In the first part of the first chapter of “On Ordeal: Roshaun,” Roshaun despairs over what little choice he has in his own life. Intrigued? Then it’s time for Mark to read Young Wizards.
Well, now I just feel sad about Roshaun all over again, and despite knowing large parts of his story, this was… well, it was a lot. It’s easy to imagine other readers relating to Roshaun and the sense of duty that’s been forced upon him, especially if you had the sort of parents who expected a specific path of you. Of course, his life is a rather extreme example of that, and in Wellakh, Duane has constructed a complicated world of friction, wealth, and duty, and it’s all filtered through Roshaun. We’ve never really gotten anything from the point of view of him before, and yet, you can still get a sense that this version of Roshaun has a lot of growing until he reaches the point where we know him.
But I also feel like I already understand him. Duane uses the opening of this chapter to build a sense of isolation in Roshaun. His mother is nearly assassinated, something that’s so common for his parents that it’s just an “event” to them, but you can tell that it eats away at Roshaun. Despite its frequency, it doesn’t feel normal to Roshaun. Truthfully, none of his life does! People don’t befriend him, not even to get close to a Sunborn, so you don’t have the sort of cult of personality aspect you get in our world, for example. It’s a brilliant choice on Duane’s part, and I love how uncomfortable this is. Roshaun and his family might have wealth and some familiar trappings of it, but wealth doesn’t operate exactly the same way that we might recognize it. Yes, there are still plenty of people who long to be rich (or to win the Wellakhit version of the lottery), but that desire doesn’t seem to come with a longing to be Sunborn. Rather, no one seems to want to be these people, even if they’re necessary, even if Wellakh simply can’t exist without the royal wizards.
Thus, Roshaun has a childhood utterly unlike the world that most people might know. Strangely, I found that I could relate to Roshaun’s sadness, his desire for any sort of positive interaction with his peers. I had friends at school, but it wasn’t easy to maintain them because I was not allowed friends outside of class. Until I was sixteen, only one person I ever was friendly with ever came over to my house, and I was never allowed to see anyone else. There’s a dynamic here, then, that’s hard to describe because I just know it intrinsically. It’s like Roshaun is watching the world go by without him. He’s in it, and yes, he has these brief moments where he gets to be part of the flow, but they are punctuated by long stretches of loneliness. Long stretches where Roshaun observes other people going about their lives, and he remains separate and apart from it all. It certainly doesn’t help that where he literally lives is also so drastically separated from the “normal” people of Wellakh. How are the people ever supposed to feel like they can be friends with Roshaun when this is his life?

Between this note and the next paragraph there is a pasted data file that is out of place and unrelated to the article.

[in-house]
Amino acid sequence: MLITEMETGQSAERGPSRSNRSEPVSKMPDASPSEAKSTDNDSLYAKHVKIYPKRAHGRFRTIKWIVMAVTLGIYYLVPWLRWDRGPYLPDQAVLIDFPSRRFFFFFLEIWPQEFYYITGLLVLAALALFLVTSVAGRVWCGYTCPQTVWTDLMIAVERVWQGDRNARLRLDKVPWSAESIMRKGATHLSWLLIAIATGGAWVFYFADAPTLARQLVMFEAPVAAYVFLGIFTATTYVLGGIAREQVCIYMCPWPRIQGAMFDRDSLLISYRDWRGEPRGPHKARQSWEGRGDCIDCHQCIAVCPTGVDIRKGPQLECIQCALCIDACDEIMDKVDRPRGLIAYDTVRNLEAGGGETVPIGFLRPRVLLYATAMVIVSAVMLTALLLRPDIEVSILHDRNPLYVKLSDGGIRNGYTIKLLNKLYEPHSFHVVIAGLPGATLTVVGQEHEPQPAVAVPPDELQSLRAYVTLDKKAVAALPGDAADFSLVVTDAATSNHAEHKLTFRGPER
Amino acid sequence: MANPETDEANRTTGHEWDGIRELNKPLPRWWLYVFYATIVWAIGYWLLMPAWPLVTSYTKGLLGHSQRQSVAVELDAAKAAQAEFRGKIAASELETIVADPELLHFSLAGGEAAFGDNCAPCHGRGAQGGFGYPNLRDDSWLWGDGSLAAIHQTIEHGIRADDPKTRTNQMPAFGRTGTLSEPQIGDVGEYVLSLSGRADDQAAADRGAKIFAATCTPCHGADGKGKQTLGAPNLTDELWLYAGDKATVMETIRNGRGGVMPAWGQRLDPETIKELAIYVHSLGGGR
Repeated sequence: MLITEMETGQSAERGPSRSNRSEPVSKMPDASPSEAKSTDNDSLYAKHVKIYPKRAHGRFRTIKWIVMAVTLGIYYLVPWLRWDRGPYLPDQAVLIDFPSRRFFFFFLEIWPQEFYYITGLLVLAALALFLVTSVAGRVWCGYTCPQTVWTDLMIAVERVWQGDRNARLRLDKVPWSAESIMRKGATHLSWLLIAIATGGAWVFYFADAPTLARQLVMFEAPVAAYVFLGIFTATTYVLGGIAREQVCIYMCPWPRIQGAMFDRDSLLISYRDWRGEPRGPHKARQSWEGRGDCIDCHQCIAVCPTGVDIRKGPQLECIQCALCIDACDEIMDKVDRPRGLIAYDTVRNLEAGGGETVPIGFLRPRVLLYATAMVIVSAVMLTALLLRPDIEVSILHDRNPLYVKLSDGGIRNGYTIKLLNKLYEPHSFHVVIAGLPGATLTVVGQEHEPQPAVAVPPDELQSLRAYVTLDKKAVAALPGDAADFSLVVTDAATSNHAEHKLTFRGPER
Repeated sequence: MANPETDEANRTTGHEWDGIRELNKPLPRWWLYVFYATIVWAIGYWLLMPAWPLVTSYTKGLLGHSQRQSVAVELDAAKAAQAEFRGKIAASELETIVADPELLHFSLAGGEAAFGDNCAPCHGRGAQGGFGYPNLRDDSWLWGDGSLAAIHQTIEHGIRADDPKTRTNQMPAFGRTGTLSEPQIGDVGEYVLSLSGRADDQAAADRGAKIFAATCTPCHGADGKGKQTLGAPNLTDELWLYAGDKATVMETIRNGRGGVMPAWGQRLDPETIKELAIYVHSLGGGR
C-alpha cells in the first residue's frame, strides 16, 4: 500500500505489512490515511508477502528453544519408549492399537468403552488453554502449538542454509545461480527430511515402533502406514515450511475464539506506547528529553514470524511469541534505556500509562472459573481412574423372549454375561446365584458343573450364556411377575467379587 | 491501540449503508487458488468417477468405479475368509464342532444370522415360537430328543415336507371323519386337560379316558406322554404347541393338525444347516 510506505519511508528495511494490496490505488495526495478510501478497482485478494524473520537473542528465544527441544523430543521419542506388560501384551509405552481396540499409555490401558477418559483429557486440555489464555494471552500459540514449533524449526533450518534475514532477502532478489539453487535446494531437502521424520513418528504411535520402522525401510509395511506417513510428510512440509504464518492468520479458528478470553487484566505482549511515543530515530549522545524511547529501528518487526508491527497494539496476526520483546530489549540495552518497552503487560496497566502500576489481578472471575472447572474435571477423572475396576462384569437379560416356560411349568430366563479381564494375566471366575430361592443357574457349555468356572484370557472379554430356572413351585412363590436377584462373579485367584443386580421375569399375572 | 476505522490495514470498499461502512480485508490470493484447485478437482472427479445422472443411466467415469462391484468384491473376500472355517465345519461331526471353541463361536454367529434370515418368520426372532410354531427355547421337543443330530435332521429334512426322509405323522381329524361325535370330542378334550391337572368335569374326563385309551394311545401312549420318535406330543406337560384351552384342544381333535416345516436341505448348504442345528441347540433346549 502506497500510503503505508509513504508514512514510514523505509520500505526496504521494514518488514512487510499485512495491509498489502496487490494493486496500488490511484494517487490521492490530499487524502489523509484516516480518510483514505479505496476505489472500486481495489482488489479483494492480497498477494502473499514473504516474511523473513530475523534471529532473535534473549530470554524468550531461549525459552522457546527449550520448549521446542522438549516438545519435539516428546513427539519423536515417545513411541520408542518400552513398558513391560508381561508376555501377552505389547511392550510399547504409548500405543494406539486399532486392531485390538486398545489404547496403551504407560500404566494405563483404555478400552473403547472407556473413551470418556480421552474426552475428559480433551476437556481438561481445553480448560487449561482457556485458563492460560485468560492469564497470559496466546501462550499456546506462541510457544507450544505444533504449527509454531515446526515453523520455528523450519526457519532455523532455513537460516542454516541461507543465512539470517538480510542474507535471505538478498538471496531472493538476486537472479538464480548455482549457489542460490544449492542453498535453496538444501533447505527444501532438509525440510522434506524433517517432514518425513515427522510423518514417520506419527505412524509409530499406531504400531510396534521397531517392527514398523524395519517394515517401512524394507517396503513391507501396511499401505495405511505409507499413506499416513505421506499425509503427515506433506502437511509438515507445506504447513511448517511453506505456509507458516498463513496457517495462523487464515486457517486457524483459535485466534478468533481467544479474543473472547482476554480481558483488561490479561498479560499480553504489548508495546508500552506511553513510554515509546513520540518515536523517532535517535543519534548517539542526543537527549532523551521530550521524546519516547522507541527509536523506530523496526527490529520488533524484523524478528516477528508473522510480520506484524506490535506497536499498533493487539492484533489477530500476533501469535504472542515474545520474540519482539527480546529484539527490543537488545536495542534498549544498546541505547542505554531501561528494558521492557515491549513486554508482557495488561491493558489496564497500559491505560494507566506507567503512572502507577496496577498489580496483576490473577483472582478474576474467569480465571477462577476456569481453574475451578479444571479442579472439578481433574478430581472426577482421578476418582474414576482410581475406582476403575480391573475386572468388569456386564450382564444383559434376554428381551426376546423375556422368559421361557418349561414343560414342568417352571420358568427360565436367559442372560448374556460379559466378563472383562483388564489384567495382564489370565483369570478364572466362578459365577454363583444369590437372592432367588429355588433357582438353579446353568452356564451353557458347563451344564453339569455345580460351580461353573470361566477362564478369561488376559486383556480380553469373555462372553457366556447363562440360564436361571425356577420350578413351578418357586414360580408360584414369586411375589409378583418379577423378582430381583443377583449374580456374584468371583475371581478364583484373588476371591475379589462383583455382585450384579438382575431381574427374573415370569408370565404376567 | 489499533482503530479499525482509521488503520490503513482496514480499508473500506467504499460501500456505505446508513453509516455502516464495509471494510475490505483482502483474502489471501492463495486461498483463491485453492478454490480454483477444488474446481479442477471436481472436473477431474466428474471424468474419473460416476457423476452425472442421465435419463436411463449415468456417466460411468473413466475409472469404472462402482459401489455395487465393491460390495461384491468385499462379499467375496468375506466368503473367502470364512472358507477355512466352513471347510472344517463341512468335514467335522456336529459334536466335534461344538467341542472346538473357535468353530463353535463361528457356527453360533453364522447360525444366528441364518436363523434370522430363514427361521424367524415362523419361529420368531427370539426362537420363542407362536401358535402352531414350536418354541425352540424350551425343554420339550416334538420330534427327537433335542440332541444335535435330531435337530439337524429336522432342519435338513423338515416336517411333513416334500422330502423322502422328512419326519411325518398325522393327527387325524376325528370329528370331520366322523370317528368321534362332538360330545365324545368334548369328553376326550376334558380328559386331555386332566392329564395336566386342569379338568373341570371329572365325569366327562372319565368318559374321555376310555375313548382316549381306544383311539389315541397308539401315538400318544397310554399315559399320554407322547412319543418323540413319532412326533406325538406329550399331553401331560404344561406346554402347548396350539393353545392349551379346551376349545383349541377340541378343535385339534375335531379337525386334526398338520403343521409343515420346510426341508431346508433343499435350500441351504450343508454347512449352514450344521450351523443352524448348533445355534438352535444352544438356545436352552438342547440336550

Seriously, his friendship with Dairine makes so much more sense now that I know more about his upbringing. She doesn’t care that he’s royalty; indeed, she is contemptuous of it most of the time. She enjoys him for who he is. She willingly spends time with him. SHE IS NOTHING LIKE ANYONE HE HAS EVER, EVER KNOWN.
So, I don’t quite remember much of anything about his Ordeal and what it was, so I’m excited to see what comes next!
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